Puzzling over paragraphs, and other story woes

By Kathryn Lilley

I set a personal record for myself last weekend: I spent the entire weekend–the entire weekend–working on one paragraph. I must have constructed and deconstructed that paragraph a thousand times. By Sunday night I’d whittled and rewritten that sucker until all that remained of it was a grand total of one sentence. One!

At this glacial pace of one sentence every two days, I will not cross the finish line of my manuscript anytime soon. Not good. But I feel like I’m stuck in the mud: I keep developing different ways into the story, then getting unhappy with it, then tearing it up. Hence the endlessly-reworked, bottomless paragraphs. And chapters.

My wheel-spinning is not a total waste–I have tons of pages that will work their way into the story eventually, but right now I feel like I’m playing with a Rubik’s Story-Cube. And I haven’t solved the puzzle yet.

When I described my problem to another writer, her suggestion was to keep going forward with the story without rewriting, and then go back and fix things later.

It’s a good idea, but here’s my problem with that approach: When I’m not happy with my writing, it’s because the elements in the story are wrong. If I write a chapter composed of the wrong elements, it’s like cooking with the wrong ingredients. I would end up with a spoiled dish–a dish that has to be thrown out, not merely reworked.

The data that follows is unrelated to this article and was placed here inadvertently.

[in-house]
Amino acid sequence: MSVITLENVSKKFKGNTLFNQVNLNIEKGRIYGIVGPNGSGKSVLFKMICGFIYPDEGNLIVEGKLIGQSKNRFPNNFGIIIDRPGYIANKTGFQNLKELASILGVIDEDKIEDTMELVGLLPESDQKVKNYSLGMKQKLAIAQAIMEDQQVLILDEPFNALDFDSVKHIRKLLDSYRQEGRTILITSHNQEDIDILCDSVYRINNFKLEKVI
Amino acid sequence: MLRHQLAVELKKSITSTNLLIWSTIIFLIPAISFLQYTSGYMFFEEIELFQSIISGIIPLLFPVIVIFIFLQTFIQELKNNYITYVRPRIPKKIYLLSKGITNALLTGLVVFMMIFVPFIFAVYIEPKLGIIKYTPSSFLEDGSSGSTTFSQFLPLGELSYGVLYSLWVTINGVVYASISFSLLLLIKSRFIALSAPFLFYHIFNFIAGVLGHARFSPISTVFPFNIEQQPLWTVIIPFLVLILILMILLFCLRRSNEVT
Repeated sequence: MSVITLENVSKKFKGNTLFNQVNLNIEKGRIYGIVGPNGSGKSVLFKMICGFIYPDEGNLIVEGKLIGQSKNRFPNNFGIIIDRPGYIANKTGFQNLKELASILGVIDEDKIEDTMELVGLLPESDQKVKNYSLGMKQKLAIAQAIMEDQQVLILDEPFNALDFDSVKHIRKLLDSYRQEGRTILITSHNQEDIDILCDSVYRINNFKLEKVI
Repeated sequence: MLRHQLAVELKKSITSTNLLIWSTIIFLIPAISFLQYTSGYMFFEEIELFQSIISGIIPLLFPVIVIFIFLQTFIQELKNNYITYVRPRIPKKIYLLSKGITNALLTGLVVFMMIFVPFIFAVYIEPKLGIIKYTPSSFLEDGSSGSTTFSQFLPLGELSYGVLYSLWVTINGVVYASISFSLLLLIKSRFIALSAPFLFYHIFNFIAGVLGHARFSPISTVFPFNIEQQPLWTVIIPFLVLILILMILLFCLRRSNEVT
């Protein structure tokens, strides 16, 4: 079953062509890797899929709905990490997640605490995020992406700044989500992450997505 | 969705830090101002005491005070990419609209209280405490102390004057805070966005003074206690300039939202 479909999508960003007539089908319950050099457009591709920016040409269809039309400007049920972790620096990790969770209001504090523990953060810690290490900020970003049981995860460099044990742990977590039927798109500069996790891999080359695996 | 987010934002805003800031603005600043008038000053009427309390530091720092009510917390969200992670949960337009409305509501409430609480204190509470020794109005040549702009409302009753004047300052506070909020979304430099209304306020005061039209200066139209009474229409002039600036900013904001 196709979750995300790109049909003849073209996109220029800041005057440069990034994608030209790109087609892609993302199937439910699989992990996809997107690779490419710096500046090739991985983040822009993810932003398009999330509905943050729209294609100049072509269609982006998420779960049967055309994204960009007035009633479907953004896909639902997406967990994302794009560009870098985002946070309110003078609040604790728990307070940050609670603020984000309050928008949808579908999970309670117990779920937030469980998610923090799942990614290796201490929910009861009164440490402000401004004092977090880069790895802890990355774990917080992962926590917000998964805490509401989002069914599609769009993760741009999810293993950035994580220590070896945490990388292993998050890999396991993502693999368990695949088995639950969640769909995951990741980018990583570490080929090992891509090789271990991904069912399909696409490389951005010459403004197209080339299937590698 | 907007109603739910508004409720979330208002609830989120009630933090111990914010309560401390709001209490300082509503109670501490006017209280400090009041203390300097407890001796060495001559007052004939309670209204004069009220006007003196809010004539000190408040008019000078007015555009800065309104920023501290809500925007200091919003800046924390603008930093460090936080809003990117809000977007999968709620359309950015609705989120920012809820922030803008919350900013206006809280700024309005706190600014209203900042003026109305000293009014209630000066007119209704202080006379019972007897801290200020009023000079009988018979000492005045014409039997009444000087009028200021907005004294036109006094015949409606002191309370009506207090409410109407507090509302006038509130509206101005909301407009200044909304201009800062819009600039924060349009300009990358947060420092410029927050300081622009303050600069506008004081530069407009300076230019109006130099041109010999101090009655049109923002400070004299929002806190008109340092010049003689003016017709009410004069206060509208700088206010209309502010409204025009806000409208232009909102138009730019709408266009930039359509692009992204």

Maybe it’s time for me to do what I hate the most–write a comprehensive, detailed outline of the entire story. Then all I’d have to worry about is writing the prose itself, not the basic story components.

I heard some sage on the radio the other day–he described a “genius” as someone who persistently examines and reworks a problem until a creative solution is found. If that guy’s correct, I should be getting my Mensa card in the mail any day now.

Have you ever run into this problem, that finding the best path into the story has been unusually difficult? Other than outlining, do you have any good ideas for breaking through this kind of logjam?

0

Tool Guy wants to know: What writing software do you use?

After Clare’s lovely dreamweaver post yesterday, I thought I’d slam us down to earth with some Tool-Guy talk (okay, so I’m a Tool Gal, but honestly. who bothers to check under the belt?).

In my own writing, up until now I have been a fan of a little program called ProsePro. It’s cheap, it plugs into Word, and best of all, it auto-formats my chapter headings, page and chapter numbers so that I don’t have to deal with them. ProsePro has few bells and whistles other than that, but I never cared.

But then in one of my Yahoo groups, someone happened to mention a program called Liquid Story Binder.

Oh. My. God.

I’ve been playing around with this new program, and I’ve discovered so many new bells and whistles that I’ve become a veritable one-woman marching band. Liquid Story Binder has got timelines. It’s got planners. And outline makers. And…and things I haven’t even discovered yet.

Yes folks, I’m in writing Nirvana.

But here’s the thing. My new infatuation with Liquid Story Binder has given me a Hugh Hefner-type roving eye for other software programs that might be out there, waiting to help me plumb the depths of the next great American Thriller Bestseller.

So I’m wondering: What writing software do you use? What is the one feature in that software that you cannot–would not–live without?

0